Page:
This blog was first published by BankTrack
“Never before have the business and finance sector been so present at a biodiversity COP.” This is how the Executive Secretary of the Convention for Biological Diversity (CBD), Elizabeth Mrema, opened the first ever ‘Finance Day’ at the CBD COP15. The conference, held in Montreal in December last year, was the first time that financial institutions and businesses have shown up in large numbers to discuss how biodiversity impacts their business.
It is perhaps telling for the dramatic state of the world’s biodiversity that finally banks are recognising that biodiversity loss is a material issue that they must begin to address. Financial institutions present at the Conference, including Bank of Montreal, HSBC and Bank of America, all stressed the importance of protecting biodiversity alongside efforts to curb the effects of climate change. However, little was said on how financial institutions will address their continued finance for industries that are driving biodiversity loss.
This is especially important in the context of the landmark Kunming-Montreal Global Biodiversity Framework, which governments agreed upon during COP15. The Framework calls on governments to ensure that all public and private financial flows align with four goals and 23 targets aimed at halting and reversing biodiversity loss by 2030. Among these, Target 15 highlights the need for banks and businesses to monitor, assess and disclose their risks, dependencies and impacts on biodiversity throughout the value chain.
So what does it mean for financial institutions to align with the biodiversity framework in order to halt and reverse biodiversity loss by 2030? We suggest that the most important steps are to divest from harmful industries known to be driving biodiversity loss, support regulation that ensures transparency and accountability for financial institutions’ disclosure and reporting on nature-related risks and impacts, and ensure the protection of human and Indigenous rights across all sectors.
Divest from harmful industries
The targets of the Framework set out various actions that governments and other stakeholders must take to address biodiversity loss and ensure the restoration of ecosystems. These include, halting human induced species extinction (Target 4); reducing the impacts of invasive alien species on biodiversity (Target 6); and reducing pollution risks and the negative impacts of pollution from all sources (Target 7).
For banks to contribute towards ensuring these targets are met, they must address their finance for the harmful industries that are key drivers of biodiversity loss. Three priorities are:
- the fossil fuel industry, which exacerbates the climate crisis and causes pollution, often in low-income areas where communities are more vulnerable to both pollution and the wider effects of climate change, as well as harming precious ecosystems such as tropical rainforests, oceans and the Arctic;
- industrial meat production, which drives pollution and deforestation across some of the most at-risk ecosystems and emits huge quantities of greenhouse gases, like methane; and
- the wood biomass industry, which is driving deforestation, replacing primary forests with monoculture plantations using invasive alien species such as eucalyptus which deplete freshwater resources, harm biodiversity and are prone to fires.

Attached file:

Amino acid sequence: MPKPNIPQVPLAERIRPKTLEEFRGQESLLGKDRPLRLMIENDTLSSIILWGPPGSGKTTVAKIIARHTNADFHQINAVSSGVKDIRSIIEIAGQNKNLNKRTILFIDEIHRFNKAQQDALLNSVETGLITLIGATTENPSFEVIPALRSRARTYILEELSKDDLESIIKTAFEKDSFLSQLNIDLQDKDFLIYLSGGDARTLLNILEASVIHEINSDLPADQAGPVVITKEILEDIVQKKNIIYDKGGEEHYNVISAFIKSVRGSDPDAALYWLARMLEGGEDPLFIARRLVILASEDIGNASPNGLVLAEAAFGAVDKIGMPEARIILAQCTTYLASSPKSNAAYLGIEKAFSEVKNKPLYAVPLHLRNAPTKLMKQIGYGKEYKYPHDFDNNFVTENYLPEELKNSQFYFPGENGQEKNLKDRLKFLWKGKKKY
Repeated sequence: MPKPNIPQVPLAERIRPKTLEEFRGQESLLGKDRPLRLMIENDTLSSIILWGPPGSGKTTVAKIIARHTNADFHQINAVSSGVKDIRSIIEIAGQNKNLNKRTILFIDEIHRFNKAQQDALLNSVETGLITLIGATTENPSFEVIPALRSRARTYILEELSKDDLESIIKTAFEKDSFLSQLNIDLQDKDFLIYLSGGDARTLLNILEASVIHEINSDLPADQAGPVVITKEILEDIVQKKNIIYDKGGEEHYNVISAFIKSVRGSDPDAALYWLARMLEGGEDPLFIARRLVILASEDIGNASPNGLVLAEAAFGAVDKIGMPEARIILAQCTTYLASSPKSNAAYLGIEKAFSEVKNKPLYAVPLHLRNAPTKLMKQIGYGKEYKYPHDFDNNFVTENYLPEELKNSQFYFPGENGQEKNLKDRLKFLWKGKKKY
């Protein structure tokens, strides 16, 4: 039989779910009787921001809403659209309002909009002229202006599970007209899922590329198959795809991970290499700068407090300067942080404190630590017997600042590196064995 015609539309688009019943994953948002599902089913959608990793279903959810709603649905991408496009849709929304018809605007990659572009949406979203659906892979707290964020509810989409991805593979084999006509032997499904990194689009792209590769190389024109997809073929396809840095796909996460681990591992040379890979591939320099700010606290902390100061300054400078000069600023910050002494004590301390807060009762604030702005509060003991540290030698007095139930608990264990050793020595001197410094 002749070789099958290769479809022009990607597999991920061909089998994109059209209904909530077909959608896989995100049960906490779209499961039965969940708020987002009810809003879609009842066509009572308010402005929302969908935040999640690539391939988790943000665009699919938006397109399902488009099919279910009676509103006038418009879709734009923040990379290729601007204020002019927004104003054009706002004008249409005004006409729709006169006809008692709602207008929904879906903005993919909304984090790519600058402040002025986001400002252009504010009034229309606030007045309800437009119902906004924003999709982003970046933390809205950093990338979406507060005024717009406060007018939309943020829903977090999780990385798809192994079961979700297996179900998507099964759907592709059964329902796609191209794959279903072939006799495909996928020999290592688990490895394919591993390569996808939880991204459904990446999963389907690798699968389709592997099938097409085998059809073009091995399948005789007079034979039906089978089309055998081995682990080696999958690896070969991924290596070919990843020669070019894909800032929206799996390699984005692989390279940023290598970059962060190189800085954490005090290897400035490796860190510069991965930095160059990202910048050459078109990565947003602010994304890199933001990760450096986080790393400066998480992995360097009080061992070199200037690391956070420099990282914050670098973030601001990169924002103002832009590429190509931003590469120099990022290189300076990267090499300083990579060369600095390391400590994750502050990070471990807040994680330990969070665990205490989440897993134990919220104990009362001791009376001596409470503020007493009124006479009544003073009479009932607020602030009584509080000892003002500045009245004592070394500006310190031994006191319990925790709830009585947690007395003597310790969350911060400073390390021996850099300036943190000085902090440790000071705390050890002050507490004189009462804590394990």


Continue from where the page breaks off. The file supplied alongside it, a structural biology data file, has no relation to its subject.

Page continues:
While banks should be working to halt and reverse the devastating impacts of these industries, the reality is the exact opposite. According to our research, since 2016, financial institutions have pumped USD 267 billion into forest-risk commodity companies and as of September 2022, investors held USD 40 billion in bonds and shares in 300 companies whose operations may impact natural tropical forests and the communities that rely upon them. In addition, between 2016 and 2021, the world’s largest 60 banks financed the fossil fuel industry to the tune of USD 4.6 trillion, with USD 185.5 billion in 2021 alone going to the 100 companies doing the most to expand the fossil fuel sector.
It is clear that, in order to align with the goals and targets of the Framework, financial institutions cannot continue to finance the expansion of the very industries that are destroying our planet and must use their leverage to ensure their clients are supporting a truly just transition. Continuing to finance these sectors unchecked is not only a risk to the world’s remaining biodiversity, but it is also a risk to financial institutions themselves, since their business depends on well-functioning societies embedded in stable ecosystems.
Support regulation to ensure transparency and accountability
Target 15 of the Framework sets out that governments must ensure that businesses and financial institutions “regularly monitor, assess and transparently disclose their risks, dependencies and impacts on biodiversity”. During the conference, financial institutions such as Bank of America stressed the importance of such a target as it will help banks identify and understand the risks that biodiversity loss might pose to its business.
However, the Framework does not just focus on the financial risks biodiversity loss poses to banks and businesses, but also includes the need for reporting the opposite, namely to cover how the financed activities of banks impact on biodiversity. This is called “double materiality” – when the risks a company’s activities pose to the environment and society are assessed alongside those that the company potentially faces internally – and will be important in ensuring that monitoring and disclosure of risks is meaningful and effective.